The big C. The mere mention of the word can strike fear in the hearts of many for a reason. While there are no guarantees in life, it makes sound health sense to do everything you can to help prevent cancer.
Science-Backed Evidence That Running Can Help Prevent Cancer
When it comes to this disease, the old cliché about an ounce of prevention holds. Now, ample scientific evidence exists to support cardiovascular exercises like running as an effective means of staving off the disorder.
Running is an ideal form of cardiovascular fitness for several reasons. The first is its affordability. Other than a quality pair of sneakers, you don’t need any special equipment, nor do you need to join a health club. You can invest in a treadmill if you like, but if you have the earth beneath your feet, you have a surface to perform your workout.
Running also passes the time test that many busy schedules demand. Experts recommend 150 minutes of moderate exercise or 75 minutes of vigorous movement each week. While relatively few Pilates classes will get your heart pumping enough to meet the latter requirement, running nails it.
7 Cancers That Running Helps Prevent
Did you know that people could prevent seven out of every 10 deaths by modifying their lifestyles and practicing preventive care? Exercise falls under that umbrella, and running has been shown to help reduce your risk of the following seven cancers.
1. Colorectal Cancer
Research shows that adults who increase their physical activity levels can reduce their risk of developing colon cancer by 30% to 40%, as compared to sedentary individuals. Running increases blood flow and circulation, which helps to create a more efficient gastrointestinal system. Many runners will testify to the moving effects that their sport has on bowel function. When your body eliminates waste more rapidly, it has less time to accumulate and cause cellular-level changes.
2. Prostate Cancer
Running helps prevent the inflammation that can spur prostate cancer, and it may decrease the side effects associated with treatment of the disease. Remedying the disorder often involves androgen deprivation therapy, which can stimulate muscle and bone loss. However, exercise helps to increase bone density and build tissue, both of which can stave off weakness and breakage.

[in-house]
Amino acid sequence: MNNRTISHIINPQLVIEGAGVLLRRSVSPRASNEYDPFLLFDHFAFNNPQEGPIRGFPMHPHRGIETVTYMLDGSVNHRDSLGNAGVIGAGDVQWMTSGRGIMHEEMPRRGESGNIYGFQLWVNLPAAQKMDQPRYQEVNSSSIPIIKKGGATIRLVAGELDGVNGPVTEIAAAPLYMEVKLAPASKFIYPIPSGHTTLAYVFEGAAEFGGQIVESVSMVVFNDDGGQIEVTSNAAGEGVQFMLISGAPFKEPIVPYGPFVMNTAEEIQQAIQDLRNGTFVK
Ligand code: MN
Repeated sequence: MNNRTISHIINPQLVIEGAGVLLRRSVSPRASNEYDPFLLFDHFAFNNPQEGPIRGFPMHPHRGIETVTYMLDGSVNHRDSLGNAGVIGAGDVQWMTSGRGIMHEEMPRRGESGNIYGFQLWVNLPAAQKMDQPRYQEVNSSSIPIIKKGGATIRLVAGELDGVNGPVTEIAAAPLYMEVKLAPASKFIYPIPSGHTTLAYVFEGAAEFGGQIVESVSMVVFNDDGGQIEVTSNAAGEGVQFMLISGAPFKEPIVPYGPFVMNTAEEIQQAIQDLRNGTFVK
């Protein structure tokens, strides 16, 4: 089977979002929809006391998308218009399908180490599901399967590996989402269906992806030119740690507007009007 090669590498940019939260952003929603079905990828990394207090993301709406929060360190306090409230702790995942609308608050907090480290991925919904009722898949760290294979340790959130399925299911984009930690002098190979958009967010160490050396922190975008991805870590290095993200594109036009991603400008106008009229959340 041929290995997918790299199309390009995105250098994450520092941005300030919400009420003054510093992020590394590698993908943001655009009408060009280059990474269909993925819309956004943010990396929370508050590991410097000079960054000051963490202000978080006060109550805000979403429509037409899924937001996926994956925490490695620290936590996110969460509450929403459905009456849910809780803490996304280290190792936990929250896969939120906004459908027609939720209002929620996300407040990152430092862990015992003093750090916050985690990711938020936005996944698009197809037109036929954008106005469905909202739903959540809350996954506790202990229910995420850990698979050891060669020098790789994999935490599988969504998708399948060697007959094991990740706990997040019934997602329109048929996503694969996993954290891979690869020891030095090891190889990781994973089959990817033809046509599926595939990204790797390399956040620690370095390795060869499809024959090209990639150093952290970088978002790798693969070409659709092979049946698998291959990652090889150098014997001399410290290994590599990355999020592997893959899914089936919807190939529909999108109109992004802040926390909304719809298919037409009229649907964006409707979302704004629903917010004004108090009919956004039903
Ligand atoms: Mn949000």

3. Breast Cancer
Exercise can help prevent breast cancer in three critical ways — by lowering weight, boosting immune function and regulating estrogen levels. Postmenopausal women with higher estrogen levels have an increased risk of developing the disease. One factor influencing how much of this hormone a woman’s body produces is her weight. Leaner women tend to have lower levels than those who carry extra pounds. Finally, exercise boosts immune function, which may help your body destroy cancerous cells.
4. Endometrial Cancer
Just as going for a run can prevent breast cancer, similar mechanisms help to prevent the endometrial form of the disease. Even women who haven’t reached menopause can reap the benefits, and not only regarding weight management. Balancing out your hormonal levels through routine physical activity can help reduce the unpleasant symptoms associated with menstruation, too.
5. Ovarian Cancer
Running also helps reduce your chances of getting cancer of the organ that produces your eggs. The weight management aspect of movement can also help by reducing your diabetes risk. Women with diabetes run a 20% to 25% higher risk of getting ovarian cancer, but exercise can lower the chances of developing the Type 2 form of this endocrine condition.
6. Gastric Cancer
A recent meta-analysis indicated an overall 19% decrease in stomach cancer risk among those who were physically active. It helps to reduce the chronic inflammation that often spurs the development of the disease. Considering that this form of cancer accounts for the second-leading cause of death from it, you should lace up your sneakers today.
7. Liver Cancer
Here’s a stunning statistic — people who engage in two or more hours of vigorous activity weekly can cut their chances of developing liver cancer by 95%, compared to the physically inactive. Engaging in any activity at all decreases the risk by 45%. This finding isn’t to say you can go out and pound brewskis after going for a run, but it’s OK to tip one back after logging your mileage.
Getting Started with Your Running Program
When getting started with any fitness program, it’s a wise idea to consult your doctor first. If you have conditions such as arthritis or degenerative disk disease, you can still participate. However, you may wish to moderate your mileage.
You can also see a qualified personal trainer to work up a program, although you’ll find ample training schedules available online for free. The most crucial factor remains listening to your body. If you experience sharp pain or feel breathless, stop or slow down. You should be able to speak a short sentence while exerting yourself. If you can’t, you’re going too hard.
Want to Prevent Cancer? Go for a Run
If you want an inexpensive way to prevent cancer, lace up your running shoes. You’ll feel better and reap the benefits of a healthy lifestyle.
article by Kate Harveston